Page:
It’s one of the sights which makes football fans giddy, a goalkeeper striding up for a corner. They never score, which makes the possibility all the more exciting. But that’s a myth really. Take Paraguay maverick Jose Luis Chilavert, who on this day 21 years ago managed to net a hat-trick for Velez Sarsfield of Argentina against Ferro Carril Oeste and thus wrote his name into the football history books forever. To mark the anniversary, here we profile five sensational goalscoring shot-stoppers.
Rogerio Ceni - 131 goals
Rogerio Ceni scored more than a century of goals for Sao Paulo and we’ll start by putting his achievements into context. It was back in 1999 that Michael Owen, Dwight Yorke and Jimmy Floyd Hasselbaink, all top strikers, shared the Premier League Golden Boot with 18 strikes each. Six years later, Ceni found the net 21 times in one season and was the club’s top scorer as he helped the Brazilians win the Club World Cup in 2005. That’s just insane.
Obviously adept at booting the ball hard and long as part of his day job as the man between the sticks, he was even better at whacking the ball between the posts at the other end. He scored a total of 61 free-kicks during his 23-year career, and the one-club man boasted technique David Beckham would be proud of.
Jose Luis Chilavert - 67 goals
The only goalkeeper to score a hat-trick as he struck three penalties for Argentine side Velez Sarsfield, the feat came a year after he starred for Paraguay at the France ‘98 World Cup. He was included in that tournament’s 16-man All-Star squad after keeping two clean sheets (he wasn’t just good at scoring goals, he stopped them too!) Later, Paraguay qualified for the 2002 showpiece thanks, in part, to their number one scoring four times in qualifying. Three of his eight international goals came against Argentina, which is no mean feat.
While Ceni was reminiscent of Becks, Chilavert was a leftie and boasted the ferocious whip and venom of Roberto Carlos from his free-kicks. A deadly set-piece specialist, seeing him wheel away - mouth wide with glee - in long sleeves and gloves after netting another beauty never gets old.
Dimitar Ivankov - 42 goals
It is not just madcap South American stoppers in this list. Bulgarian Ivankov is a solid entry from Europe, and the third-highest scoring goalkeeper in history. Playing for Levski Sofia, his hometown club in Bulgaria, he scored 25 goals in 275 appearances, with his penalty prowess vital.
“I was responsible for the penalties at Levski because I was able to hold my nerve,” he told OtSazada.com. “I remember the match versus Brondby when I took a penalty without the permission of my coach. After the game the manager was angered about my decision but all my teammates were nervous about taking the penalty, so I did what I felt was right."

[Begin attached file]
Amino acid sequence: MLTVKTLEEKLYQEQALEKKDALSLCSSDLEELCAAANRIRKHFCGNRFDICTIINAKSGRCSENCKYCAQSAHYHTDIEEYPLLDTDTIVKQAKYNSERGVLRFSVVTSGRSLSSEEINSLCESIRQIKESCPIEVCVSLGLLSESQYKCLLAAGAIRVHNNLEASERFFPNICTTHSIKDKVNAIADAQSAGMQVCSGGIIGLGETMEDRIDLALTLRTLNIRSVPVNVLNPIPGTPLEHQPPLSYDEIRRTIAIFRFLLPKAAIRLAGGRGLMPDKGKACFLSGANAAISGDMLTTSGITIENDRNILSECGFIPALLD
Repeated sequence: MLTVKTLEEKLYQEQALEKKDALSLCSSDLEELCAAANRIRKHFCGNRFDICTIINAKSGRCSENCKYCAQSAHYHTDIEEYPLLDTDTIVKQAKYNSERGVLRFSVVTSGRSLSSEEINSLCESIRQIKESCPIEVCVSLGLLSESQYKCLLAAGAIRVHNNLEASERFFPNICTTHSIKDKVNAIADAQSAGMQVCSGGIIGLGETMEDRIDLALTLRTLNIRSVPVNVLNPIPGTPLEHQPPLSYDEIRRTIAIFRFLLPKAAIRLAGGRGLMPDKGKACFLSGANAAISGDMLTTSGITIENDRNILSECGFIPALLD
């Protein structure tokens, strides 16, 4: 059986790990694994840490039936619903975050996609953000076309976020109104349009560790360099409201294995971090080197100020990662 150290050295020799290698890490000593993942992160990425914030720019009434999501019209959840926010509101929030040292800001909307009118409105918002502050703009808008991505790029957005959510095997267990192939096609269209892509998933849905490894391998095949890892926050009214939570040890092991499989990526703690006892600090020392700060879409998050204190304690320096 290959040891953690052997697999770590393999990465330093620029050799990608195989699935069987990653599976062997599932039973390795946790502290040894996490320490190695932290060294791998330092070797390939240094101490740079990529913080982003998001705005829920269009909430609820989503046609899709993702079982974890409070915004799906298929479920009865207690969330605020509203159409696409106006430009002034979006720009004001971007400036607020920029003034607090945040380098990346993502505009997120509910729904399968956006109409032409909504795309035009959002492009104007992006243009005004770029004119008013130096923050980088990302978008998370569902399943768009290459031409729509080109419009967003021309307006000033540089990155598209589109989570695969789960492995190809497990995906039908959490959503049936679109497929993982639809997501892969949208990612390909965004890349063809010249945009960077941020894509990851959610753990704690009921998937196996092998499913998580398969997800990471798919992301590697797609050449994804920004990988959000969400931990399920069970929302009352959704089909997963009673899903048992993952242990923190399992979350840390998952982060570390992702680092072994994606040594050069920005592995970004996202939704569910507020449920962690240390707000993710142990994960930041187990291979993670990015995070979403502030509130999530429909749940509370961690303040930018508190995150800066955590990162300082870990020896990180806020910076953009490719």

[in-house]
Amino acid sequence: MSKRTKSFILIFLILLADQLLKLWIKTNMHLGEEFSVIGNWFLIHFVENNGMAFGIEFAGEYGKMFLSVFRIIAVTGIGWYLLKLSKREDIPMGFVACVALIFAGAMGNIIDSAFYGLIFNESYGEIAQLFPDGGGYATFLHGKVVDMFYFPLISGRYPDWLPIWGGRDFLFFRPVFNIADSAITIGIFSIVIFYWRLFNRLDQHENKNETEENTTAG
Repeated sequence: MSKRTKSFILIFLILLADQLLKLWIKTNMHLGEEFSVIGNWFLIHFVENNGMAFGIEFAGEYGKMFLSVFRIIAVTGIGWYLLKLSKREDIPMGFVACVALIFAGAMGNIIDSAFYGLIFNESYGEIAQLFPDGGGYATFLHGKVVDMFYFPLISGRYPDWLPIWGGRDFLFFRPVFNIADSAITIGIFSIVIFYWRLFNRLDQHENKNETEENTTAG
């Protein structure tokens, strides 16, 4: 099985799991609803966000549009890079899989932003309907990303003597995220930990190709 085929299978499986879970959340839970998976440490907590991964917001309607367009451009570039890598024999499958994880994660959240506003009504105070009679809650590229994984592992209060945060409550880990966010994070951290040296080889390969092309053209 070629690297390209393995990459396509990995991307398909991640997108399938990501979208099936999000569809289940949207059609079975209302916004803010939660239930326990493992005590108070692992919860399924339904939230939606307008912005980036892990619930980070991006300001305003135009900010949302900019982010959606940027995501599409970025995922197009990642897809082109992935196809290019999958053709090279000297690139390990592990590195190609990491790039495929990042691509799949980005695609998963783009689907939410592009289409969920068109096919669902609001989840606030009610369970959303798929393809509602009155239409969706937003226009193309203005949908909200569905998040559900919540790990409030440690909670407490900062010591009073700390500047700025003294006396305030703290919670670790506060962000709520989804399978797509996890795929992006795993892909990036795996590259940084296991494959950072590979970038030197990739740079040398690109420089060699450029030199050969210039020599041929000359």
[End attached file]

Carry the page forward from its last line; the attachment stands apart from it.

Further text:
Moving to Turkey in 2005, he was the hero again, this time for Kayserispor in the 2008 final of the Turkish Cup against Genclerbirligi, scoring not one but two penalties in an 11-10 victory - all the while saving three himself! What a man.
Rene Higuita - 41 goals
Famed for that scorpion kick against England at Wembley in 1995, the eccentric Colmbian was always taking chances and dicing with danger, often striding forward with the ball at his feet and trying to take on the opposition. Venturing into the opposition half with the ball was just something he had to do, so it’s no surprise he scored more than 40 goals, albeit mainly from the penalty spot.
It was in the same year as his appearance against England that he scored a crucial free-kick for Atletico Nacional of his homeland against South American heavyweights River Plate which helped his side reach the Copa Libertadores final. Clearly a man for the big occasion, he scored for his nation against Venezuela at the Copa America in 1989.
Hans Jorg-Butt - 32 goals
Alongside Lucio, Michael Ballack and Ze Roberto, Butt was part of the brilliantly iconic Bayer Leverkusen team which shocked Europe to reach the Champions League final in 2002, and himself scored a penalty against Juventus (no pressure!) in the group stage.
Having already netted 20 goals for Hamburg, he scored eight more for Leverkusen between 2001 and 2007 but was left with egg on his face during one 2004 Bundesliga clash against Schalke. Having coolly slotted home a penalty at the Veltins Arena, he high-fived his teammates and rallied the crowd as he sauntered back to his goal. However, as he reached the box, he slowly looked up as the ball sailed over his head - quick-thinking Mike Hanke, seeing Butt wasn’t in any rush to get into position, took a punt and arrowed the ball into the net - footage shows that even Leverkusen players saw the funny side. Thankfully, they hung on to win 3-2, Butt’s goal proving to be the winner.